12. a futuristic look at the world and how to deal with the continuting production of art, music and literature. Hank is a pickup artis, who picks up art, music, movies and books to be destroyed in orger to make room for new coming in. This protrayal of our world is similar yet vastly different with emphasis on our increasing disconnect with others and our consumerism that threatens to drown us. an interesting spin on it.

    13. Meh. The premise is fascinating but that's where my interest stopped. I know it's a commentary on modern American society and in that way it was mildly appealing but the story is lack luster. I was annoyed by all of the characters (which I think was the point but still) so I didn't really care what happened to them. It look me forever to finish the book because I just wasn't interested in the outcome. It is a quick read though if you can sit still that long

    14. This book takes place in the near future, wherein it has been decided that older works of art must be destroyed in order to make room for new ones. It's an interesting and often times amusing read, but ultimately the fake history segments outshine the actual plot. It all comes together eventually, but it takes a while to get going. Overall I enjoyed it.

    15. Totally worth reading. I loved the alternating chapter structure -- one forwarding the story, then one giving backstory about what led society to the sci-fi predicament the main guy's living in. I often wonder about cultural overcrowding, though I'm also staunchly anti-censorship. So this brought up many what-ifs.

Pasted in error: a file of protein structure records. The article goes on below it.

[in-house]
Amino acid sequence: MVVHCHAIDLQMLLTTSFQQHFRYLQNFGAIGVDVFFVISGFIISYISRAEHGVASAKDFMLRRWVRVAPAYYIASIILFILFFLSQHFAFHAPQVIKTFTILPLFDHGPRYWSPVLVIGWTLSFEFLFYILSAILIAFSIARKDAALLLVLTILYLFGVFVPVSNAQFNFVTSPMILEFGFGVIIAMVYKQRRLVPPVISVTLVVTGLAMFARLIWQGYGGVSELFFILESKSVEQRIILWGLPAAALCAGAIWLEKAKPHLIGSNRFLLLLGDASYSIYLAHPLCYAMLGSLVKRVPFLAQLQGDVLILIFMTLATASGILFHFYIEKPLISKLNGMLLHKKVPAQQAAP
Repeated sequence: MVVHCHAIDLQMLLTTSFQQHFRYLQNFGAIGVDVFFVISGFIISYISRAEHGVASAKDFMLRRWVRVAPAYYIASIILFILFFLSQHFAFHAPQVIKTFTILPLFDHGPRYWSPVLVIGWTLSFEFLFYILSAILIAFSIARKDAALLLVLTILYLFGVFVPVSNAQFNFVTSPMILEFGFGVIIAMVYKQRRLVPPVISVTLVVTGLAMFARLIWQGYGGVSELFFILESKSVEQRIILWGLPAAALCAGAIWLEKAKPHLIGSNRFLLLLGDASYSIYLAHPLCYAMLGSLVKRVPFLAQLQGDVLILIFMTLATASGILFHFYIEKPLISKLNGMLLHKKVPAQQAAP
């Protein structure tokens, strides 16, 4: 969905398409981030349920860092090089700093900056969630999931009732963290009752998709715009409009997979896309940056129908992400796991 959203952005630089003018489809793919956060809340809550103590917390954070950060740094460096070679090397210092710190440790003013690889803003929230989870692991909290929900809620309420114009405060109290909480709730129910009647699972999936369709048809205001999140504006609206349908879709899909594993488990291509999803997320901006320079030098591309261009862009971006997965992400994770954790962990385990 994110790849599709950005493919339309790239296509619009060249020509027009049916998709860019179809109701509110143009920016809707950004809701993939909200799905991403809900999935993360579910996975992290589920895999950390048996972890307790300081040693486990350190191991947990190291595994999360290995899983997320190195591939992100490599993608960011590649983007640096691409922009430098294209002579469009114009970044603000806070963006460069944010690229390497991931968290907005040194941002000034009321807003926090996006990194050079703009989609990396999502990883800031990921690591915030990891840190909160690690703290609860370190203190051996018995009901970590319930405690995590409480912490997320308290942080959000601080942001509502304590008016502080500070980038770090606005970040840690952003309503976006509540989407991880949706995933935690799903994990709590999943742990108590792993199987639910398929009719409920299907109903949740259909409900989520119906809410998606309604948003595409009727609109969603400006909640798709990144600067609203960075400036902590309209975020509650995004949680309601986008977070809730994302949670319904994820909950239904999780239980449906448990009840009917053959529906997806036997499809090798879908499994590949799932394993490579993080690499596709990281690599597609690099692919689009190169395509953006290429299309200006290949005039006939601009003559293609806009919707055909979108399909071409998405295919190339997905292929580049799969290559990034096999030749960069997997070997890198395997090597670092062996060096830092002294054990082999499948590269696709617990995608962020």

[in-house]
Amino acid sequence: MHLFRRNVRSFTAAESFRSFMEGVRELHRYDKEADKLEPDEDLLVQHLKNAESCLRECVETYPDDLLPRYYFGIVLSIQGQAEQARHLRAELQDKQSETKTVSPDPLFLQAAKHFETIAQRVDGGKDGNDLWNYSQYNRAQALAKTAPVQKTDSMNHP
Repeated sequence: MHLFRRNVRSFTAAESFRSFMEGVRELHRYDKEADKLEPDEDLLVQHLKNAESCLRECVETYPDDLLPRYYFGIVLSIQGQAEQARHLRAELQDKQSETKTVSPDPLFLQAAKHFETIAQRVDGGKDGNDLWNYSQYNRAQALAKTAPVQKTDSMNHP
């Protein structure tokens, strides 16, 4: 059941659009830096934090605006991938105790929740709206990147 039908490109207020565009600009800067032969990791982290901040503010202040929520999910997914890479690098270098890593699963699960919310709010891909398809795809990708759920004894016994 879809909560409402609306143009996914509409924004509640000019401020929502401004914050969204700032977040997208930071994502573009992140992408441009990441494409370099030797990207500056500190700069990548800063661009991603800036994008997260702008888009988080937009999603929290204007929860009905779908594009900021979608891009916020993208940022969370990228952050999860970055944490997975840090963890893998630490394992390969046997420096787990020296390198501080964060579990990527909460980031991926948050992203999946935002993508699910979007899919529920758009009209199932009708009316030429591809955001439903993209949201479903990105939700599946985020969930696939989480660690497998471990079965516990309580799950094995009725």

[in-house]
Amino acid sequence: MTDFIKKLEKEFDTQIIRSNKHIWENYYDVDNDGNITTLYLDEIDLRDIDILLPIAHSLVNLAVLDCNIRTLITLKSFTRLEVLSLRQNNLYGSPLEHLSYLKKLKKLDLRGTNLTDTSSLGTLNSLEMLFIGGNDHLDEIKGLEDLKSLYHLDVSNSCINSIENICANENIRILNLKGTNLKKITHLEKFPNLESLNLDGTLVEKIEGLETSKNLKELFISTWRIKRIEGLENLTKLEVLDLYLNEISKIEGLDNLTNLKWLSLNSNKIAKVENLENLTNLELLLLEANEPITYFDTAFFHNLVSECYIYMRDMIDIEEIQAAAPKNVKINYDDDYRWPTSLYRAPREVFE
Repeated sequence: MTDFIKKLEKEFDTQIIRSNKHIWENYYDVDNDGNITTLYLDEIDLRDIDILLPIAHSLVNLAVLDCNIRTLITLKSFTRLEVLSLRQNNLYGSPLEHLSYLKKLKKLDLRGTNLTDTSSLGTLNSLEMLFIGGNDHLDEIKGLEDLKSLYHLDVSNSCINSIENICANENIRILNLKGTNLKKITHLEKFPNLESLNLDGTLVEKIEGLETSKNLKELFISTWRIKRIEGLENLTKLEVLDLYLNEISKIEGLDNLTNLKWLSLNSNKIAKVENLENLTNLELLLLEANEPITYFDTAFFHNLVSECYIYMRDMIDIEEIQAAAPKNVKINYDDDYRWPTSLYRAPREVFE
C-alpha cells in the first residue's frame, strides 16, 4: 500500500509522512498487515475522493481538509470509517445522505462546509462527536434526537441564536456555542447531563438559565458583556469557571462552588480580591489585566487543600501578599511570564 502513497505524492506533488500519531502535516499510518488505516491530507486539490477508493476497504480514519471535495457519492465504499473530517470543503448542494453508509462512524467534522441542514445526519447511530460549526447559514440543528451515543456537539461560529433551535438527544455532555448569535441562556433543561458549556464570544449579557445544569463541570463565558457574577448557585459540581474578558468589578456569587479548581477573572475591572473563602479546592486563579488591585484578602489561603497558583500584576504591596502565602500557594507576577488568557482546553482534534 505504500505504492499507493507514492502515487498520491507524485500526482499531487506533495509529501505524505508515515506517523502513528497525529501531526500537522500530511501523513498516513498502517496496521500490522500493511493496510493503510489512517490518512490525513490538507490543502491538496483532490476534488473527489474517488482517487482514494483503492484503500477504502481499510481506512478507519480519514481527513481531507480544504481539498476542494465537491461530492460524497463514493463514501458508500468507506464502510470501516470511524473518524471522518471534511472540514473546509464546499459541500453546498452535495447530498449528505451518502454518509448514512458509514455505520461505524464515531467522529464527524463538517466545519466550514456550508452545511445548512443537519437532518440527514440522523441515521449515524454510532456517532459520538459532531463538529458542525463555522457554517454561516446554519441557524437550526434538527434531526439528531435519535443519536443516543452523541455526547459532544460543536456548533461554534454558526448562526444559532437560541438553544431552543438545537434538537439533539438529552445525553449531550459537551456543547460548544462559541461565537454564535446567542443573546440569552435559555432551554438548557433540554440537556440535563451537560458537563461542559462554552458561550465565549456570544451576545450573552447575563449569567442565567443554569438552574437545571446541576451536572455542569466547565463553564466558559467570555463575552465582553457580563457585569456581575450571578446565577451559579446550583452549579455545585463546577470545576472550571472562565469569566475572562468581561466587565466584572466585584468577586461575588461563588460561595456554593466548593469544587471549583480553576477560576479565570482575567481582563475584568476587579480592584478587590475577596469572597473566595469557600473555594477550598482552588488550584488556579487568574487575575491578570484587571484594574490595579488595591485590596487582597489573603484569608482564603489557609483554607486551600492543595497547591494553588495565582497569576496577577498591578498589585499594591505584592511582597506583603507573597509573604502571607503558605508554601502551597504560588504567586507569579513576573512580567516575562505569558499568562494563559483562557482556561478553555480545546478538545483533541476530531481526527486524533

16. An interesting story well told. The semblance to fahrenheit 451 is very superficial. Bradbury's book was a warning about censorship and thought control, this is nowhere that serious. Think more along the lines of Tom Robbins, at least that what came to my mind the further I went into the book.

    17. Sometimes it's annoying when someone is trying to be Ray Bradbury. This time, it works really well - Bisson has the same clean writing style and unassuming way of taking you straight into the another time and place.

    18. 2010- This book was supposed to be like Fahrenheit 451, and it did remind me of it, only it wasn't as good. Overall, I felt the book was very repetitive, and I didn't like how it went back and forth between the story and the history behind it. Blah.

    19. If you want bleak futuristic destruction of arty stuff, read Fahrenheit 451. If you want freaky gross stuff, read Chuck Palahniuk. This one isn't really work the trouble.

    20. More like a 3.8. Clever and entertaining satire, moves well, no bog spots, but at times a bit proposterous.

    21. Not sure about this yet. Interesting premise, but might have made for a better short story than full length novel.

    22. El libro empieza muy bien, con un regusto genial a Fahrenheit 451. Pero poco a poco se vuelve aburrido, lento y caótico. Una pena porque tenía muy buena pinta.

    23. This is the second or third time I've tried to read The Pickup Artist without success. I found the setup too unbelievable, ridiculous even; it kept throwing me out of the story.

    24. Interestingmy first Bisson book. picked up Voyage to The Red Planet. clearly, I liked this one. makes worry when I watch the evening news.

    25. This is a really watered-down, unfulfilling version of "Fahrenheit 451." It's a great satirical premise that just doesn't ever build enough momentum to support it's full-length format.

    26. Clearly inspired by Bradbury, but not anywhere close to Bradbury. I did like the odd twists. The oddball quips from the dog and manchild made me laugh. Worth reading.